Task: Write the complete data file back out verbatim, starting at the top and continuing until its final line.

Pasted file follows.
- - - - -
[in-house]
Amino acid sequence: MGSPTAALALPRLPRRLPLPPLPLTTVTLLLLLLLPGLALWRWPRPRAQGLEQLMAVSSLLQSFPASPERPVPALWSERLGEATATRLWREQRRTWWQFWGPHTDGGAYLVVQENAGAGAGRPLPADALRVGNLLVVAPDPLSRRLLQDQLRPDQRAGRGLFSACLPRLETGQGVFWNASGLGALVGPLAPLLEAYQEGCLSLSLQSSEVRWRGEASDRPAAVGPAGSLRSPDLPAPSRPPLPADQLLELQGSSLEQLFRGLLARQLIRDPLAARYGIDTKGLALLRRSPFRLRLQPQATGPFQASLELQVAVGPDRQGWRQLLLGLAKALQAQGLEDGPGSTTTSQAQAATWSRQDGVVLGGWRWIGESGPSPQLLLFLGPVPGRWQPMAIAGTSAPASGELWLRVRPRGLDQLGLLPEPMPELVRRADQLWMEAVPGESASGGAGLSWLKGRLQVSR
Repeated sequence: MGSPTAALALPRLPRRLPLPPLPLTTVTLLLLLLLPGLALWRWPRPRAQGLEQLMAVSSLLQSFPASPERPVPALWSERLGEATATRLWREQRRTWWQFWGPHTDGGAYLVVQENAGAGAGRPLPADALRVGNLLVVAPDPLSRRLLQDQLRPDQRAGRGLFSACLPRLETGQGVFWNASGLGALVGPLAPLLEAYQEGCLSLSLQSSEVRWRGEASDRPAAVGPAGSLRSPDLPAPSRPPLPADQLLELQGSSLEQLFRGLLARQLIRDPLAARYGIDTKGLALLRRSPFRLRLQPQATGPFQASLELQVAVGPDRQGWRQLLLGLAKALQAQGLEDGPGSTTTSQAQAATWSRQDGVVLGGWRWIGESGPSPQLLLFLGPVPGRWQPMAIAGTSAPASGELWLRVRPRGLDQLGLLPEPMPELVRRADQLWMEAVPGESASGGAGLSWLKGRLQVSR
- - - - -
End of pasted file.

[in-house]
Amino acid sequence: MGSPTAALALPRLPRRLPLPPLPLTTVTLLLLLLLPGLALWRWPRPRAQGLEQLMAVSSLLQSFPASPERPVPALWSERLGEATATRLWREQRRTWWQFWGPHTDGGAYLVVQENAGAGAGRPLPADALRVGNLLVVAPDPLSRRLLQDQLRPDQRAGRGLFSACLPRLETGQGVFWNASGLGALVGPLAPLLEAYQEGCLSLSLQSSEVRWRGEASDRPAAVGPAGSLRSPDLPAPSRPPLPADQLLELQGSSLEQLFRGLLARQLIRDPLAARYGIDTKGLALLRRSPFRLRLQPQATGPFQASLELQVAVGPDRQGWRQLLLGLAKALQAQGLEDGPGSTTTSQAQAATWSRQDGVVLGGWRWIGESGPSPQLLLFLGPVPGRWQPMAIAGTSAPASGELWLRVRPRGLDQLGLLPEPMPELVRRADQLWMEAVPGESASGGAGLSWLKGRLQVSR
Repeated sequence: MGSPTAALALPRLPRRLPLPPLPLTTVTLLLLLLLPGLALWRWPRPRAQGLEQLMAVSSLLQSFPASPERPVPALWSERLGEATATRLWREQRRTWWQFWGPHTDGGAYLVVQENAGAGAGRPLPADALRVGNLLVVAPDPLSRRLLQDQLRPDQRAGRGLFSACLPRLETGQGVFWNASGLGALVGPLAPLLEAYQEGCLSLSLQSSEVRWRGEASDRPAAVGPAGSLRSPDLPAPSRPPLPADQLLELQGSSLEQLFRGLLARQLIRDPLAARYGIDTKGLALLRRSPFRLRLQPQATGPFQASLELQVAVGPDRQGWRQLLLGLAKALQAQGLEDGPGSTTTSQAQAATWSRQDGVVLGGWRWIGESGPSPQLLLFLGPVPGRWQPMAIAGTSAPASGELWLRVRPRGLDQLGLLPEPMPELVRRADQLWMEAVPGESASGGAGLSWLKGRLQVSR